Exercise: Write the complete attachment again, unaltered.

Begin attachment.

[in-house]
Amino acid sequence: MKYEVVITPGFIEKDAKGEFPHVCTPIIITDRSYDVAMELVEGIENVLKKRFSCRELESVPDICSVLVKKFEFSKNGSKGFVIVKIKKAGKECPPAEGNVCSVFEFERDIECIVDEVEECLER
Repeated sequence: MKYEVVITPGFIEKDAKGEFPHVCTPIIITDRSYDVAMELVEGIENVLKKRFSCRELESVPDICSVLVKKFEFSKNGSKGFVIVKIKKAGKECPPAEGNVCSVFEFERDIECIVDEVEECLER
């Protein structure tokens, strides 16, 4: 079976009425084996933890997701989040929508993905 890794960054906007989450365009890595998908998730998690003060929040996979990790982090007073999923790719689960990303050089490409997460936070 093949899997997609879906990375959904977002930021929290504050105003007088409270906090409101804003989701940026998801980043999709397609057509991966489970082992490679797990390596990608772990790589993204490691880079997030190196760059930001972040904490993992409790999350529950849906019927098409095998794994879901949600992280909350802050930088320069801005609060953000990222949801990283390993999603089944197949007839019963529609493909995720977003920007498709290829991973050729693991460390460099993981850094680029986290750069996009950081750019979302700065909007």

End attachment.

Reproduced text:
[in-house]
Amino acid sequence: MKYEVVITPGFIEKDAKGEFPHVCTPIIITDRSYDVAMELVEGIENVLKKRFSCRELESVPDICSVLVKKFEFSKNGSKGFVIVKIKKAGKECPPAEGNVCSVFEFERDIECIVDEVEECLER
Repeated sequence: MKYEVVITPGFIEKDAKGEFPHVCTPIIITDRSYDVAMELVEGIENVLKKRFSCRELESVPDICSVLVKKFEFSKNGSKGFVIVKIKKAGKECPPAEGNVCSVFEFERDIECIVDEVEECLER
């Protein structure tokens, strides 16, 4: 079976009425084996933890997701989040929508993905 890794960054906007989450365009890595998908998730998690003060929040996979990790982090007073999923790719689960990303050089490409997460936070 093949899997997609879906990375959904977002930021929290504050105003007088409270906090409101804003989701940026998801980043999709397609057509991966489970082992490679797990390596990608772990790589993204490691880079997030190196760059930001972040904490993992409790999350529950849906019927098409095998794994879901949600992280909350802050930088320069801005609060953000990222949801990283390993999603089944197949007839019963529609493909995720977003920007498709290829991973050729693991460390460099993981850094680029986290750069996009950081750019979302700065909007």